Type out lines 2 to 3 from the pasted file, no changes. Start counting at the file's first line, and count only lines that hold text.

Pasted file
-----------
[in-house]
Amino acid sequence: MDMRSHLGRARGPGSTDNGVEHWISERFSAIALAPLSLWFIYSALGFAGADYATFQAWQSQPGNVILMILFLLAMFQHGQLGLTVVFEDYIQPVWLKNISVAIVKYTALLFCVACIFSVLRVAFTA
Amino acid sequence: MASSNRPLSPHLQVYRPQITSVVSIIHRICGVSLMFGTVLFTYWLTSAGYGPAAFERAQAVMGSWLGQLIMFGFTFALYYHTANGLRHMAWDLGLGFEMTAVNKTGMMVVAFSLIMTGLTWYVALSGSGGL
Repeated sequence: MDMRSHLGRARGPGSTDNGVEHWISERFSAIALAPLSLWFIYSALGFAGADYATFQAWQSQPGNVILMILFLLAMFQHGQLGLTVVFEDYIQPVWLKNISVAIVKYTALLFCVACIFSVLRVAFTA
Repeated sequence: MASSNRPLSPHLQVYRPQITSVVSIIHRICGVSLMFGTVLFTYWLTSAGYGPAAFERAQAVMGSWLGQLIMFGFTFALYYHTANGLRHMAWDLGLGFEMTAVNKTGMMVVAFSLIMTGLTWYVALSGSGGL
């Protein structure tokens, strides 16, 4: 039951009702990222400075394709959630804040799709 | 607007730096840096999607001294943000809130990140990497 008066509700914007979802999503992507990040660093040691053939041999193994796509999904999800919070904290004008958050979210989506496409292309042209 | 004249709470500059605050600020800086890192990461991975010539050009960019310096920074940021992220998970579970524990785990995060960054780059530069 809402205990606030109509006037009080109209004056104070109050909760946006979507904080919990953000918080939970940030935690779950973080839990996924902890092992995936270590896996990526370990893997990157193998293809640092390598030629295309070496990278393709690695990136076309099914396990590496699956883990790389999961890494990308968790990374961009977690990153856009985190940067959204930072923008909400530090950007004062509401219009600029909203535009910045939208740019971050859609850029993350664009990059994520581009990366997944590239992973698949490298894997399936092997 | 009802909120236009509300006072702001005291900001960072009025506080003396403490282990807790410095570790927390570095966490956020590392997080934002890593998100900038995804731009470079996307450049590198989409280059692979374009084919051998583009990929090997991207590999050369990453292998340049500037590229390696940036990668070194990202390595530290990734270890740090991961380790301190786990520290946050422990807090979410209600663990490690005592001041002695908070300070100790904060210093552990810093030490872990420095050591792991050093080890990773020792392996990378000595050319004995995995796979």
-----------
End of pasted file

Amino acid sequence: MDMRSHLGRARGPGSTDNGVEHWISERFSAIALAPLSLWFIYSALGFAGADYATFQAWQSQPGNVILMILFLLAMFQHGQLGLTVVFEDYIQPVWLKNISVAIVKYTALLFCVACIFSVLRVAFTA
Amino acid sequence: MASSNRPLSPHLQVYRPQITSVVSIIHRICGVSLMFGTVLFTYWLTSAGYGPAAFERAQAVMGSWLGQLIMFGFTFALYYHTANGLRHMAWDLGLGFEMTAVNKTGMMVVAFSLIMTGLTWYVALSGSGGL